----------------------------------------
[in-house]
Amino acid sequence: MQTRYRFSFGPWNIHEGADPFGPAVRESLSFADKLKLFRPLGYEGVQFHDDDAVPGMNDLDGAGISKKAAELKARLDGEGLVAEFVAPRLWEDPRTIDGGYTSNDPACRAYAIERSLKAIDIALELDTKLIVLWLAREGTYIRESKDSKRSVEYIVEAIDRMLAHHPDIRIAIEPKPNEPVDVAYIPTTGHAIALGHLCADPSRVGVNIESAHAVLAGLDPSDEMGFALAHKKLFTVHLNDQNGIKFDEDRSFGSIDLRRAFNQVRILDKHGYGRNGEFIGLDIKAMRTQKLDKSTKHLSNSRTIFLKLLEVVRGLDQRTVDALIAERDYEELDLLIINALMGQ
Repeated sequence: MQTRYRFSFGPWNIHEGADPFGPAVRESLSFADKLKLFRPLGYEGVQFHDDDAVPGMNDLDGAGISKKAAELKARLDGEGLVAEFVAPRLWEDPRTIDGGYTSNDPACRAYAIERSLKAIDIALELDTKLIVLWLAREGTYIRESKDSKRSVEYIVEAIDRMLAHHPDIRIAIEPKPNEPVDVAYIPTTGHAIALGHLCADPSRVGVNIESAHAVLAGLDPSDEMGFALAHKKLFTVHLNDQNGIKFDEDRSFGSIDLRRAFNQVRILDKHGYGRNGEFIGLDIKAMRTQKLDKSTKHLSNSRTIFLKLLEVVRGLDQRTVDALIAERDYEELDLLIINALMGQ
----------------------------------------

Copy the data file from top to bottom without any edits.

[in-house]
Amino acid sequence: MQTRYRFSFGPWNIHEGADPFGPAVRESLSFADKLKLFRPLGYEGVQFHDDDAVPGMNDLDGAGISKKAAELKARLDGEGLVAEFVAPRLWEDPRTIDGGYTSNDPACRAYAIERSLKAIDIALELDTKLIVLWLAREGTYIRESKDSKRSVEYIVEAIDRMLAHHPDIRIAIEPKPNEPVDVAYIPTTGHAIALGHLCADPSRVGVNIESAHAVLAGLDPSDEMGFALAHKKLFTVHLNDQNGIKFDEDRSFGSIDLRRAFNQVRILDKHGYGRNGEFIGLDIKAMRTQKLDKSTKHLSNSRTIFLKLLEVVRGLDQRTVDALIAERDYEELDLLIINALMGQ
Repeated sequence: MQTRYRFSFGPWNIHEGADPFGPAVRESLSFADKLKLFRPLGYEGVQFHDDDAVPGMNDLDGAGISKKAAELKARLDGEGLVAEFVAPRLWEDPRTIDGGYTSNDPACRAYAIERSLKAIDIALELDTKLIVLWLAREGTYIRESKDSKRSVEYIVEAIDRMLAHHPDIRIAIEPKPNEPVDVAYIPTTGHAIALGHLCADPSRVGVNIESAHAVLAGLDPSDEMGFALAHKKLFTVHLNDQNGIKFDEDRSFGSIDLRRAFNQVRILDKHGYGRNGEFIGLDIKAMRTQKLDKSTKHLSNSRTIFLKLLEVVRGLDQRTVDALIAERDYEELDLLIINALMGQ